Söndörgô are three brothers, Áron, Benjámin and Salamon Eredics plus cousin Dávid Eredics on tamburas, sax and accordion, with Attila Buzás on bass tambura. While Kálmán Eredics prepares goulash in the traditional way in a pot over an open fire in the garden, his sons take me through the tambura family. The small lead tambura (prímtambura) takes most of the melodic lines, but is backed up by the larger bass-lead tambura (basszprímtambura) while the guitar-like kontra tambura plays accompanying chords. The bass tambura (tamburabôgô) looks deceptively like a regular double bass, but is played with a plectrum and has frets. While Áron’s lead tambura is exquisitely made by a master luthier (Dule Rajkovic) in Vojvodina, he also has a tiny home-made instrument that looks almost like a toy. He finds this three-stringed samica tambura, which he bought in a street market near Budapest, particularly exciting because it is the same sort of instrument that Bartók recorded in one of the field recordings he made of tambura music. He plays a tune Bartók recorded from a musician called Milan Markovic’ in the Banat region in 1912. In fact it was Vujicsics who first used the Serbian material that Bartók collected and recorded their own arrangements of the melodies.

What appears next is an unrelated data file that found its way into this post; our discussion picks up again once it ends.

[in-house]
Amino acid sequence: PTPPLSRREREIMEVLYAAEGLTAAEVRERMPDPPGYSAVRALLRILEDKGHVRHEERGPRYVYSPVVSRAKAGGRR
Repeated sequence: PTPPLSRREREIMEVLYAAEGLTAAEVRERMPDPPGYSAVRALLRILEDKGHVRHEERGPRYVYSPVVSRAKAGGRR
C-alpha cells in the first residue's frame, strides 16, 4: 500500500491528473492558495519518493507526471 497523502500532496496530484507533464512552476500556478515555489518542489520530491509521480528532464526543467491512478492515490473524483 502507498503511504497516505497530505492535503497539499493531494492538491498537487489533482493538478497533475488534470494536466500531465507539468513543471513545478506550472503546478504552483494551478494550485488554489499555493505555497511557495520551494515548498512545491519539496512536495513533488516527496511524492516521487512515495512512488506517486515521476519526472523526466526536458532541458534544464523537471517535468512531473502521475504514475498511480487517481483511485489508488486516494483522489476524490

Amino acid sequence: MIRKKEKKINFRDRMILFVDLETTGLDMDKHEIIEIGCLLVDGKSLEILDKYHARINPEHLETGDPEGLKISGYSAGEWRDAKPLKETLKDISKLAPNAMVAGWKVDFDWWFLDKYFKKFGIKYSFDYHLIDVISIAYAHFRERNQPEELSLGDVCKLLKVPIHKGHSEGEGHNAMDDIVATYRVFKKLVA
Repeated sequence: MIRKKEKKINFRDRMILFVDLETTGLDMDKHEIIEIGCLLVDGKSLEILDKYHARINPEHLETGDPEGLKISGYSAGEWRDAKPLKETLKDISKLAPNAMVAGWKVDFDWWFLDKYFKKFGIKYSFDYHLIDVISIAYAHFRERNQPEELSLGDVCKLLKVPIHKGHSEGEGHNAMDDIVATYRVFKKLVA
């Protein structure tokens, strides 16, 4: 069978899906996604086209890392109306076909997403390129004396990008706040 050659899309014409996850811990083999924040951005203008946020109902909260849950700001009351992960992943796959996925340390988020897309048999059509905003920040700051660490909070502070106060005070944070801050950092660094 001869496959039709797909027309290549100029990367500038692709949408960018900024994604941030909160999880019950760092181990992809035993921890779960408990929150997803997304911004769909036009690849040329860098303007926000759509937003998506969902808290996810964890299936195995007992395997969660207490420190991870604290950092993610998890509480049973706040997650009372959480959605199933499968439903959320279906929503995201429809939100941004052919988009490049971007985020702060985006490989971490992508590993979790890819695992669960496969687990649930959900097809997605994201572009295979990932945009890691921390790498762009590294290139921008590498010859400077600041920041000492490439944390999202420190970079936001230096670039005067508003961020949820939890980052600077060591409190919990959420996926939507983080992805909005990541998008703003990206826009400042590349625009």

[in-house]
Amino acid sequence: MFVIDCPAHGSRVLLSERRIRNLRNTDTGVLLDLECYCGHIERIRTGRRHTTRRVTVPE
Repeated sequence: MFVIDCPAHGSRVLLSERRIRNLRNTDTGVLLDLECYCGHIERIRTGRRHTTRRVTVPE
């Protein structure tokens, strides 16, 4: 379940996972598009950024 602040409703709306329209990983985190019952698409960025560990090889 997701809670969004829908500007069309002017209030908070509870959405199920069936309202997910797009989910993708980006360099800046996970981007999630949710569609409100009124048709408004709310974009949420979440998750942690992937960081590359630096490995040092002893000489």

As we tuck into the goulash with slices of hot pepper and white-wine spritzer, I get to discover the family history. They believe the Eredics name is Croatian, but the family now only speak Hungarian. Kálmán’s grandmother was Serbian (and the last Serbian speaker in the family), but she married an Austrian (there was some anger in the family about this). Kálmán married a Jewish wife from what is now Ukraine and they are proud of their totally mixed ethnicities. It certainly means that their commitment to the music can’t be described as nationalistic.